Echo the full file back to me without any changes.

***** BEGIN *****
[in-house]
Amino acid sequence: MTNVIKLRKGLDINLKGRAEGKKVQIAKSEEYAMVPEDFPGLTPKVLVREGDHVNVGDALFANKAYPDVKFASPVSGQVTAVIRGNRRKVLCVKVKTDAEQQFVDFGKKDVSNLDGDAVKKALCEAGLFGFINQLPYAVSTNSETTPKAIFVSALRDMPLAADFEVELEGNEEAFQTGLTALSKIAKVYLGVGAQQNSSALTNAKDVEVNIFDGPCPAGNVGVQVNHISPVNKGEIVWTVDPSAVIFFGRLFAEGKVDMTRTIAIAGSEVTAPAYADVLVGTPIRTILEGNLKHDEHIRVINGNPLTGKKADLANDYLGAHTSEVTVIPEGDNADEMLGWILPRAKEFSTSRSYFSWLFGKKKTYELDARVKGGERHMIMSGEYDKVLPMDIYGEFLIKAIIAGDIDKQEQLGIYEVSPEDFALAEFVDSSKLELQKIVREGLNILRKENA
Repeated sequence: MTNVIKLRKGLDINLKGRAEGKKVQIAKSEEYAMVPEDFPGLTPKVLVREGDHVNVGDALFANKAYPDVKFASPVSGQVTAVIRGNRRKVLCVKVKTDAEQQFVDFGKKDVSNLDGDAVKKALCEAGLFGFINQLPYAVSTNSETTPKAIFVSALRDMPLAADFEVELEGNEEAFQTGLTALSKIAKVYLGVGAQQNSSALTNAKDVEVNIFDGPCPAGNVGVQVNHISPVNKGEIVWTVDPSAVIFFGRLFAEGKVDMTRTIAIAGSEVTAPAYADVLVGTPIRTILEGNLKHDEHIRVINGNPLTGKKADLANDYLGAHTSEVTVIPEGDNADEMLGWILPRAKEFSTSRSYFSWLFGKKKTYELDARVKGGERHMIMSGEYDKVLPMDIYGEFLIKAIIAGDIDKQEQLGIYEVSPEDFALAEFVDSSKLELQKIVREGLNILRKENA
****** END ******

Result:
[in-house]
Amino acid sequence: MTNVIKLRKGLDINLKGRAEGKKVQIAKSEEYAMVPEDFPGLTPKVLVREGDHVNVGDALFANKAYPDVKFASPVSGQVTAVIRGNRRKVLCVKVKTDAEQQFVDFGKKDVSNLDGDAVKKALCEAGLFGFINQLPYAVSTNSETTPKAIFVSALRDMPLAADFEVELEGNEEAFQTGLTALSKIAKVYLGVGAQQNSSALTNAKDVEVNIFDGPCPAGNVGVQVNHISPVNKGEIVWTVDPSAVIFFGRLFAEGKVDMTRTIAIAGSEVTAPAYADVLVGTPIRTILEGNLKHDEHIRVINGNPLTGKKADLANDYLGAHTSEVTVIPEGDNADEMLGWILPRAKEFSTSRSYFSWLFGKKKTYELDARVKGGERHMIMSGEYDKVLPMDIYGEFLIKAIIAGDIDKQEQLGIYEVSPEDFALAEFVDSSKLELQKIVREGLNILRKENA
Repeated sequence: MTNVIKLRKGLDINLKGRAEGKKVQIAKSEEYAMVPEDFPGLTPKVLVREGDHVNVGDALFANKAYPDVKFASPVSGQVTAVIRGNRRKVLCVKVKTDAEQQFVDFGKKDVSNLDGDAVKKALCEAGLFGFINQLPYAVSTNSETTPKAIFVSALRDMPLAADFEVELEGNEEAFQTGLTALSKIAKVYLGVGAQQNSSALTNAKDVEVNIFDGPCPAGNVGVQVNHISPVNKGEIVWTVDPSAVIFFGRLFAEGKVDMTRTIAIAGSEVTAPAYADVLVGTPIRTILEGNLKHDEHIRVINGNPLTGKKADLANDYLGAHTSEVTVIPEGDNADEMLGWILPRAKEFSTSRSYFSWLFGKKKTYELDARVKGGERHMIMSGEYDKVLPMDIYGEFLIKAIIAGDIDKQEQLGIYEVSPEDFALAEFVDSSKLELQKIVREGLNILRKENA